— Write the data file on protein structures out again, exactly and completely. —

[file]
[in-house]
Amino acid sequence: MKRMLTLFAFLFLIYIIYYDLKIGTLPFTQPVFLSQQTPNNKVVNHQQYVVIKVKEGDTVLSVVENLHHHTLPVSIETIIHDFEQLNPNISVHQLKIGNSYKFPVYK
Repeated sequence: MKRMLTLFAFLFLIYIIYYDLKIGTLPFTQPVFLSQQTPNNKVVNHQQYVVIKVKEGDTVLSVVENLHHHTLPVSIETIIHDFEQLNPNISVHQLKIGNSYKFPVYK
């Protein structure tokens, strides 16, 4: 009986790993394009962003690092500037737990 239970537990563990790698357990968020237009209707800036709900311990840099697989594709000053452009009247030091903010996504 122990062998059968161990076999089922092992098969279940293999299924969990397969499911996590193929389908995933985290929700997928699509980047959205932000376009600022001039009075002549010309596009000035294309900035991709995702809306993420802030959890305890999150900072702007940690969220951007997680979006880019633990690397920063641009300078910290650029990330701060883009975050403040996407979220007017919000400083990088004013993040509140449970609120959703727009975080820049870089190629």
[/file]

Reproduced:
[in-house]
Amino acid sequence: MKRMLTLFAFLFLIYIIYYDLKIGTLPFTQPVFLSQQTPNNKVVNHQQYVVIKVKEGDTVLSVVENLHHHTLPVSIETIIHDFEQLNPNISVHQLKIGNSYKFPVYK
Repeated sequence: MKRMLTLFAFLFLIYIIYYDLKIGTLPFTQPVFLSQQTPNNKVVNHQQYVVIKVKEGDTVLSVVENLHHHTLPVSIETIIHDFEQLNPNISVHQLKIGNSYKFPVYK
């Protein structure tokens, strides 16, 4: 009986790993394009962003690092500037737990 239970537990563990790698357990968020237009209707800036709900311990840099697989594709000053452009009247030091903010996504 122990062998059968161990076999089922092992098969279940293999299924969990397969499911996590193929389908995933985290929700997928699509980047959205932000376009600022001039009075002549010309596009000035294309900035991709995702809306993420802030959890305890999150900072702007940690969220951007997680979006880019633990690397920063641009300078910290650029990330701060883009975050403040996407979220007017919000400083990088004013993040509140449970609120959703727009975080820049870089190629």